You also have another album coming next year, right?
Yes. Clarity will be releasing one. He's still at University, and he's got a lot of studying and stuff to do. But I think it will come fast when he gets down to business. He's made some slower things that are just really... trance-y kind of. I use the word trance, but I just mean how the rhythms feel. He sent me one thing and I actually said, "OK, this is like five minutes long. Can you make me a 15 minute version?" It's that kind of music. I was excited about the thought of an album that is really based around this whole new reduced sound, I mean, Loxy & Resound have already done it with their album for Exit. I think Clarity and Skeptical are really the guys I want to see albums from because I think it's going to be an exercise in the future of drum & bass. As soon as I started hearing these new Clarity tunes I knew I had to do something. I approached him straightaway and early on.
The last time things really got pushed forward in drum & bass was the Autonomic sound.
I think Autonomic broke open doors in a lot of ways. At the time when they did it everything was quite dance floor-focused. It was just after the whole Pendulum explosion and everything had gotten really busy and intense and they just kind of smashed down the door and said "Hey! Just chill out." All the people that are making this reduced kind of stuff are very influenced by that period in drum & bass. I think even the producers that make that sort of dance floor stuff were as well. Everyone was aware of it. People that usually listen to drum & bass listen to all of it.
bit more with the stuff on the Horo label."
The last guy I wanted to ask you about is FIS. How did you get in touch with him?
When I had the record store, he just shyly used to come in and buy all the Autonomic records basically. I think the first time I had conversation with him was when he bought the first Consequence album off me. He gave me a CD, and I didn't listen to it for a while. I pulled it out one night and I was like, "Oh my god, this is amazing!" Then I spoke to him a couple of times at the club and I said, "I think you're on the verge of doing something really special." Those early tracks were a little bit more, I wouldn't say derivative, but you could see the influences clearly. He was just figuring out what he wanted to do. The ones that we ended up releasing were the best of his formative period.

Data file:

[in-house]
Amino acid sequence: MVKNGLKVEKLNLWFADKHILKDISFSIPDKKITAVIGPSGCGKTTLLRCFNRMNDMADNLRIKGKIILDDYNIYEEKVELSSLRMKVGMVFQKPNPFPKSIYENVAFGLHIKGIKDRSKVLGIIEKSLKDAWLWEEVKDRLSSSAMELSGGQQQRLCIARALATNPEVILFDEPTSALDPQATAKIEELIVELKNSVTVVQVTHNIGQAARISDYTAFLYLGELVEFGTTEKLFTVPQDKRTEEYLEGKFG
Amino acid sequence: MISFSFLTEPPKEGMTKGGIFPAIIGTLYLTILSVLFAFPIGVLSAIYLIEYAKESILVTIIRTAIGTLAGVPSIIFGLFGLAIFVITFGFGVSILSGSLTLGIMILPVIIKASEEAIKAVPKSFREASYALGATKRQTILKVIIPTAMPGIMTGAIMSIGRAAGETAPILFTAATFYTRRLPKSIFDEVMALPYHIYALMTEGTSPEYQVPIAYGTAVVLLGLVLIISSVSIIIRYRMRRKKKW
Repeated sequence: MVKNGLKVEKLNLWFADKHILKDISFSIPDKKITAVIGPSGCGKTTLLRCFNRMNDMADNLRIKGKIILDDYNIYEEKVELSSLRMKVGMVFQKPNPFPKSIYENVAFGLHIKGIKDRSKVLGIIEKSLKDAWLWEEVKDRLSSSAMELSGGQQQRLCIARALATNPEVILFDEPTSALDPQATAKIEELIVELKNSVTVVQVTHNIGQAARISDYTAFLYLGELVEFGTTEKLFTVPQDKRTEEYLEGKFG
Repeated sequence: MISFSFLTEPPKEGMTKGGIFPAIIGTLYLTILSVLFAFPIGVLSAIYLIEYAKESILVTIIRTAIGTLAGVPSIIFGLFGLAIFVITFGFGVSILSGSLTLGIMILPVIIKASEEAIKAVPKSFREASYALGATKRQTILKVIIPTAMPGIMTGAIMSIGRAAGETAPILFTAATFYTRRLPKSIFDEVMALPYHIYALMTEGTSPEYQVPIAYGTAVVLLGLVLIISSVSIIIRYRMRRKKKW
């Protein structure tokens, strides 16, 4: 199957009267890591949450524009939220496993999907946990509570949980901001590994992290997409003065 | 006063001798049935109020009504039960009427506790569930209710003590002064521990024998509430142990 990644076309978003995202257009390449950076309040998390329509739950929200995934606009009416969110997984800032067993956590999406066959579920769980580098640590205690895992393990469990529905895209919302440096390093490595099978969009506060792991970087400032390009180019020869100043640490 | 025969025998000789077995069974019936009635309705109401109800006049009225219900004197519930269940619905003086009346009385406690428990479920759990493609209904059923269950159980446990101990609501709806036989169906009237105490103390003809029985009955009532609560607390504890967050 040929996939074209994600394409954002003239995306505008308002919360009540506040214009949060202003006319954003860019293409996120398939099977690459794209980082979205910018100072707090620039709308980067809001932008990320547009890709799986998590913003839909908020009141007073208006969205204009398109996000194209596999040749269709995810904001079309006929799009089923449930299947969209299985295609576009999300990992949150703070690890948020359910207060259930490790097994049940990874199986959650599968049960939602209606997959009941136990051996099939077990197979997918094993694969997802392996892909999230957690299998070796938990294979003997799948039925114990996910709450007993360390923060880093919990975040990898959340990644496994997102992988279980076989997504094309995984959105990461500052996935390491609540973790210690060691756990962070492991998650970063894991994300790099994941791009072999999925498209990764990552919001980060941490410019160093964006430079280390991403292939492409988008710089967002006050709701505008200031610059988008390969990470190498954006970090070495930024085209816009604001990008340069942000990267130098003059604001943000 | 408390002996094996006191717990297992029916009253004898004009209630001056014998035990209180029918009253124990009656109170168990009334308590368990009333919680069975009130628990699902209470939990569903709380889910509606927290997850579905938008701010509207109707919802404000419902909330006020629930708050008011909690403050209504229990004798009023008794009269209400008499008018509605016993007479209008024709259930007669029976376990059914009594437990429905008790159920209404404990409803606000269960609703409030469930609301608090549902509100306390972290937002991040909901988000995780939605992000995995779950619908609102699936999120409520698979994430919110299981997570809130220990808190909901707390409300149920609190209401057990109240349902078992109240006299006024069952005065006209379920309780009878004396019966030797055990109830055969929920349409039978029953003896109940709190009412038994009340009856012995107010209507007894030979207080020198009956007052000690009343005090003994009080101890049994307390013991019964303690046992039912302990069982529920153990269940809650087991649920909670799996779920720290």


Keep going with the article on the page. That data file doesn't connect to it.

Ever since, he seems to be getting weirder and weirder.
Oh totally, and I just love the fact that he's been embraced has actually given him license to do whatever he wants. Every time I hear people talking to him about doing stuff that's more formulaic I tell them to leave him alone. [laughs] He's not the guy you can give instant feedback to. A lot of his tunes I've just been like, "Yeah, I'm not sure about that" and then two days go by and I go, "Actually this blowing my head apart." If you look at all the stuff on Samurai in the past, it doesn't have a direct relationship to it but that's what I like about it. I try to challenge people a little bit more with the stuff on the Horo label.
When I grew up, the way that I discovered and grew to love different types of music was from people showing me their influences and tastes. That's what I want with Horo. I want people to see that there's more to what comes from the drum & bass umbrella then just what they're getting. That's why Instra:mental and D-Bridge's podcast was so interesting. They just told you that, "Hey, here's this new music and here's all the stuff that influenced us to make it." For a lot of people that just blew their brains apart because they were like, "I've never heard of Drexicya or any of these people. I'm going to check them out."